Butch Wilson, the National Transportation Safety Board investigator. Wilson said investigators hope to uncover those answers when they disassemble the plane’s engine on Wednesday. But answers may be difficult to find because of the engine’s condition. “The engine is banged up pretty good,” he said. “It’s possible the damage may

Police and firefighters from Portland and South Portland secure the scene around a small plane that crashed on Western Avenue in South Portland on Saturday, July 17, after takeoff from the Portland International Jetport. The pilot, Mark Haskell, 42, and his passenger, 66-year-old Thomas Casagrande, were killed. Michael Barriault / For The Forecaster

cover up part of what we want to know.” The YAK-52, a non-commercial, twoseat plane called “Lizzy-Lou,” crashed at around 3:30 p.m. shortly after taking off from the Portland International Jetport, killing the pilot and his passenger. The victims were identified by the state medical examiner’s office as 42-year-old Mark Haskell of Brunswick, the pilot, and 66-year-old Portland resident Thomas Casagrande, who was a passenger. The YAK-52, one of only 300 in the United States, is a 1970s-era acrobatic plane imported from Russia. It is made out of an aluminum, but is heavier than a traditional small plane and the engine is more complex. A specialist has been assisting in the investigation, Wilson said. The plane’s annual inspection last oc-

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curred in June, but officials are still trying to find documents that would indicate who inspected it and where the inspection took place. Wilson said an examination of the fuselage revealed all of the flight controls were operational when the plane went down, but it was not going fast enough to glide to a safe landing. “(Haskell) had no controllability issues with the aircraft,” he said. An air traffic controller noticed the plane wobbling after it took off, Wilson said, and asked Haskell if he needed to return to the airport. Haskell replied that he did. Less than a minute later, the plane banked sharply to the left and dove 300 feet to the ground. Wilson said pilots typically kill the fuel supply and electronics to avoid sparking a ground fire during a forced landing. Emergency responders indicated that about 20 gallons of fueled spilled at the crash site, he said. Wilson said the propeller was not turning when the plane crashed. “Once you turn the fuel off, the engine is going to quit,” he said. “Right now, we don’t know which one came first.” Jetport Director Paul Bradbury said Haskell, a Jetport employee, was having his pilot’s license re-certified. Casagrande, a retired military test pilot and certified flight instructor, was conducting the biennial re-certification. “The plane would not have taken off if it hadn’t passed the pre-flight check,” Bradbury said. Bradbury said Haskell had just comcontinued page 21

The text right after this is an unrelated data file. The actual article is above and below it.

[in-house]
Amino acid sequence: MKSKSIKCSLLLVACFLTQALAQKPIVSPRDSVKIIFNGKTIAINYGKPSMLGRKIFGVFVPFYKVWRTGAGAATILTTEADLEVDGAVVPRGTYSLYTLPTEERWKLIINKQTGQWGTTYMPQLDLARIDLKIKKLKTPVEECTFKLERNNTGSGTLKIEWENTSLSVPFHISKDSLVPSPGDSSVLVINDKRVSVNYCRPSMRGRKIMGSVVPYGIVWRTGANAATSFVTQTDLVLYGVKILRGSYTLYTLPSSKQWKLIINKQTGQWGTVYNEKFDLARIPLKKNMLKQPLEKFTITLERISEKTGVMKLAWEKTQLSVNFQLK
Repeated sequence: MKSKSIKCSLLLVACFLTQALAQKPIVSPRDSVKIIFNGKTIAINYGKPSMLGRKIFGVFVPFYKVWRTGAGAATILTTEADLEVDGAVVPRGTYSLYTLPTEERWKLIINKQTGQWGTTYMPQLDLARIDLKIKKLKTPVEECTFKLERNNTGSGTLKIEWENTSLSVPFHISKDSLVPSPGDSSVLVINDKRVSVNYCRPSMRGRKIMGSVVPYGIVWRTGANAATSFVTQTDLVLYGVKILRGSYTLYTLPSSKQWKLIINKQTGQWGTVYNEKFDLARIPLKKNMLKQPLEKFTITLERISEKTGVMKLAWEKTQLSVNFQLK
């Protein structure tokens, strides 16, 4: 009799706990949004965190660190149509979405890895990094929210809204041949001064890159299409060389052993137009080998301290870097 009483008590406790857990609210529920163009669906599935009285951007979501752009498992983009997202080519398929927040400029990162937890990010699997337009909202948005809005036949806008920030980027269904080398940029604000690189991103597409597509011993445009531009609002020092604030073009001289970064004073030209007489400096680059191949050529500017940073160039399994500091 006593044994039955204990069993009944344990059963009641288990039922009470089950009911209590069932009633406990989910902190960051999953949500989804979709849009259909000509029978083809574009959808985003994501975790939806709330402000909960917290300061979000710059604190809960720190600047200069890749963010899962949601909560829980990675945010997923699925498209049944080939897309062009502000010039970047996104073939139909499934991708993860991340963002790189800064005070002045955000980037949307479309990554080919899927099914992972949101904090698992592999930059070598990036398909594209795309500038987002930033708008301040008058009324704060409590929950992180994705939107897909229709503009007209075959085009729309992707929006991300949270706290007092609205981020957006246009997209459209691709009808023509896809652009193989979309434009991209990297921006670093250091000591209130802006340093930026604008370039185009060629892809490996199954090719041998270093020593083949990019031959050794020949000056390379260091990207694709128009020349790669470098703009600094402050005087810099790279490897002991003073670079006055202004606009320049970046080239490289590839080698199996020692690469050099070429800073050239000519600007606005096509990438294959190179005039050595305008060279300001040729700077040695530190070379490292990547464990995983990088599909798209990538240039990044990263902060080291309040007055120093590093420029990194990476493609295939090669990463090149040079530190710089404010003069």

July 23, 2010



Beach access dispute ignites Harpswell residents By Steve Mistler HARPSWELL — A week after holding a well-attended public hearing about the town’s pursuit of public access at Cedar Beach, the Board of Selectmen met with the town attorney Tuesday to discuss its next course of action. Board Chairman Jim Henderson said Tuesday that the closed-door meeting was prompted by several questions raised during the July 14 hearing. The meeting drew close to 150 residents, even though it was originally scheduled only for neighbors who had expressed concerns about the town’s pursuit of a public easement to the popular beach on Bailey Island. In the past, residents have accessed the beach via Charles Abrahamson’s property at 99 Cedar Beach Road. Earlier this year Abrahamson approached the town with an offer to sell an easement. Henderson, who described the offer as “considerable,” said the town was then advised by its attorney to see if the public had already a established a historical right to Cedar Beach through years of continuous use, otherwise known as easement by prescription. Prescription is different from eminent domain, which involves taking property. Henderson said the town has no interest in eminent domain, only maintaining public access to a beach some residents claim their families have been using since the 1930s. To make its case, the town has begun collecting surveys asking residents how long they’ve used the beach. Two weeks

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ago, more than 70 surveys had been submitted. As of Wednesday, Terri Sawyer, the deputy town administrator, said more than 300 surveys had been collected. Abrahamson has taken exception to the town’s strategy. In June he began blocking access to the beach, which angered some residents during the July 14 public hearing. “(The Abrahamsons) are going to come in and take (the beach) from someone who has been using it for over 75 years,” Phil Dudley said. “And just because they want to make an extra dollar. It’s not right. ... The people that go down there, for the most part, respect it, love it and enjoy it. I don’t think some-


one should come in over greed and take it away.” Abrahamson did not attend the meeting. However, Richard Abbondanza, Abrahamson’s attorney, told the group his client stayed away because he feared hurtful things would be said. Abbondanza said Abrahamson “in no way wanted to restrict access” to Cedar Beach, that he favored “status quo” and “managed access.” “I think the best solution is to continue the conversation that started over the winter,” said Abbondanza, referring to close-door negotiations between the Board of Selectmen and Abrahamson that were suspended in June. Abbondanza also warned that the

town’s pursuit of a public easement through court action could be costly. Abbondanza said his client wanted the same thing as most residents: a public easement. But, as the attorney concluded his comments, someone in the audience said, “Then why doesn’t (Abrahamson) donate it?” The remark echoed those of several other residents. Dana Baggett, who lives on Cedar Beach Road, said it was “inconceivable to claim that the public doesn’t have the right of way.” Shannon Langston-Johnson said it was “appalling” that she couldn’t go down to “my beach.” continued page 22